Jet, the magazine once described as "the Bible" for African-American readers, is closing its print edition in June and will transition to a digital-only publication, parent company Johnson Publishing said Wednesday.
The digest-sized magazine, a former weekly that more recently published every three weeks, will put out an annual best of Jet issue, the company said.
Jet was first published in 1951.
"The purpose of Jet 63 years ago was to deliver news in a faster format," said Cheryl Mayberry McKissack, chief operating officer and head of digital at Johnson Publishing. The move to all digital is a natural extension of this idea, she explained. "Now people want to be able to get their info wherever they are," she added.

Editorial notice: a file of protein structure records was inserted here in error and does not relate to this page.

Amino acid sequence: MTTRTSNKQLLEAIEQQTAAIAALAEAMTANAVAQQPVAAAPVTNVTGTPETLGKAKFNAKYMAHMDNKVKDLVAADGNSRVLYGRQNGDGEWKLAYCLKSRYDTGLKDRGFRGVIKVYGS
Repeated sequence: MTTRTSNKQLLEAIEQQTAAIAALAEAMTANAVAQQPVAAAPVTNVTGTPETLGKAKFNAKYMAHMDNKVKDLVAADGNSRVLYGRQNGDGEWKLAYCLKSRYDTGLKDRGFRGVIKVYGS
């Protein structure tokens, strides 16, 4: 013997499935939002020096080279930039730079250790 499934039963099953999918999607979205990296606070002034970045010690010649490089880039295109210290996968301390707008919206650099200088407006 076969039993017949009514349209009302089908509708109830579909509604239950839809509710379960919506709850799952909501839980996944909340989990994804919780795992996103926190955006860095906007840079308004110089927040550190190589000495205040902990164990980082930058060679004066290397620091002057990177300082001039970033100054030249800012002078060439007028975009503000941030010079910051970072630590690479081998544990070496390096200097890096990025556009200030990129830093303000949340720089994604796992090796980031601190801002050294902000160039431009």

Over the next 30 days, Johnson Publishing plans to "refresh" Jet's website, Ms. Mayberry McKissack said. It also plans to roll out a paid tablet app that publishes on a weekly schedule as well as an e-commerce site.
No layoffs had occurred as a result of the move, though the company will be "evaluating people" in the coming weeks. "We expect to add people," Ms. Mayberry McKissack said. "We'll also do some shifting."
Johnson Publishing, based in Chicago, also owns Ebony magazine. Its CEO is Desiree Rogers, former White House social secretary.
Jet's ad pages in the first quarter of this year fell 25.6% from the equivalent period last year, according to the Publishers Information Bureau. Ad pages dropped 18% last year.
Jet's more than 720,000 subscribers will be shifted over to Ebony, according to Ms. Mayberry McKissack.